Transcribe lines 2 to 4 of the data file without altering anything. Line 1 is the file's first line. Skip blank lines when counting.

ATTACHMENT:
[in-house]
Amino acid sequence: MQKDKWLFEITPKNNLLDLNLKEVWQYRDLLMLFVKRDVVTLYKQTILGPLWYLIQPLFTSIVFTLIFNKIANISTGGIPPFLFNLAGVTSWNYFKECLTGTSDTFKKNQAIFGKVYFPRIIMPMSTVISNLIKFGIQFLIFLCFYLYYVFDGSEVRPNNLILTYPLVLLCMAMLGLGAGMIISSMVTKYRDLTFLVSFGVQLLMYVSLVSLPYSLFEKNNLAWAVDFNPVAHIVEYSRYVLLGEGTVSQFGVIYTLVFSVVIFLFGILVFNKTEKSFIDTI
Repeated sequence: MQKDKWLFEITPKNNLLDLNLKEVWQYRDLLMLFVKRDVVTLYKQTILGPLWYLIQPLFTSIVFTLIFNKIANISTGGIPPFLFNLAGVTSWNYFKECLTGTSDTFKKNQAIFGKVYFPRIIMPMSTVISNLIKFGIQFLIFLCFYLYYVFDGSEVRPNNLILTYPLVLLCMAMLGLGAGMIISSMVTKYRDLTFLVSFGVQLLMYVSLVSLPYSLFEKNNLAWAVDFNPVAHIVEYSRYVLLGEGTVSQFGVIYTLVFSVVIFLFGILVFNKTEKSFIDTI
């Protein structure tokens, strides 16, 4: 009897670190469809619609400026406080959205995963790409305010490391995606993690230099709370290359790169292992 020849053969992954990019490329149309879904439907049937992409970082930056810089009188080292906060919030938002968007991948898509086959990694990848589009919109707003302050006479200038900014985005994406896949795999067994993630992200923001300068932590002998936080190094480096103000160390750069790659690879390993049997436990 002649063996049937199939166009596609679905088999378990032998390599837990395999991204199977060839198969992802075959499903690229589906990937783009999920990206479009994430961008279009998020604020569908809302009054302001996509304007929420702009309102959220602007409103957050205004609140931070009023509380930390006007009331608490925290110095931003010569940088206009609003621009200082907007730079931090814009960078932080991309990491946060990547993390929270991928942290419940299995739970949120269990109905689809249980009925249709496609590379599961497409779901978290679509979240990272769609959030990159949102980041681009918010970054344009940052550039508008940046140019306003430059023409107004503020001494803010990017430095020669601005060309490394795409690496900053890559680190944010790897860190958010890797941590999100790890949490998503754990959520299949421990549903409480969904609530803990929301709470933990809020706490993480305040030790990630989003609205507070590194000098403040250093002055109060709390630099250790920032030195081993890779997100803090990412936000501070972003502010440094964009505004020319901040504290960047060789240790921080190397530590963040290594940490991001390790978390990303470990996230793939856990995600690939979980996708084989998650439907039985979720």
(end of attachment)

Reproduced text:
Amino acid sequence: MQKDKWLFEITPKNNLLDLNLKEVWQYRDLLMLFVKRDVVTLYKQTILGPLWYLIQPLFTSIVFTLIFNKIANISTGGIPPFLFNLAGVTSWNYFKECLTGTSDTFKKNQAIFGKVYFPRIIMPMSTVISNLIKFGIQFLIFLCFYLYYVFDGSEVRPNNLILTYPLVLLCMAMLGLGAGMIISSMVTKYRDLTFLVSFGVQLLMYVSLVSLPYSLFEKNNLAWAVDFNPVAHIVEYSRYVLLGEGTVSQFGVIYTLVFSVVIFLFGILVFNKTEKSFIDTI
Repeated sequence: MQKDKWLFEITPKNNLLDLNLKEVWQYRDLLMLFVKRDVVTLYKQTILGPLWYLIQPLFTSIVFTLIFNKIANISTGGIPPFLFNLAGVTSWNYFKECLTGTSDTFKKNQAIFGKVYFPRIIMPMSTVISNLIKFGIQFLIFLCFYLYYVFDGSEVRPNNLILTYPLVLLCMAMLGLGAGMIISSMVTKYRDLTFLVSFGVQLLMYVSLVSLPYSLFEKNNLAWAVDFNPVAHIVEYSRYVLLGEGTVSQFGVIYTLVFSVVIFLFGILVFNKTEKSFIDTI
């Protein structure tokens, strides 16, 4: 009897670190469809619609400026406080959205995963790409305010490391995606993690230099709370290359790169292992 020849053969992954990019490329149309879904439907049937992409970082930056810089009188080292906060919030938002968007991948898509086959990694990848589009919109707003302050006479200038900014985005994406896949795999067994993630992200923001300068932590002998936080190094480096103000160390750069790659690879390993049997436990 002649063996049937199939166009596609679905088999378990032998390599837990395999991204199977060839198969992802075959499903690229589906990937783009999920990206479009994430961008279009998020604020569908809302009054302001996509304007929420702009309102959220602007409103957050205004609140931070009023509380930390006007009331608490925290110095931003010569940088206009609003621009200082907007730079931090814009960078932080991309990491946060990547993390929270991928942290419940299995739970949120269990109905689809249980009925249709496609590379599961497409779901978290679509979240990272769609959030990159949102980041681009918010970054344009940052550039508008940046140019306003430059023409107004503020001494803010990017430095020669601005060309490394795409690496900053890559680190944010790897860190958010890797941590999100790890949490998503754990959520299949421990549903409480969904609530803990929301709470933990809020706490993480305040030790990630989003609205507070590194000098403040250093002055109060709390630099250790920032030195081993890779997100803090990412936000501070972003502010440094964009505004020319901040504290960047060789240790921080190397530590963040290594940490991001390790978390990303470990996230793939856990995600690939979980996708084989998650439907039985979720």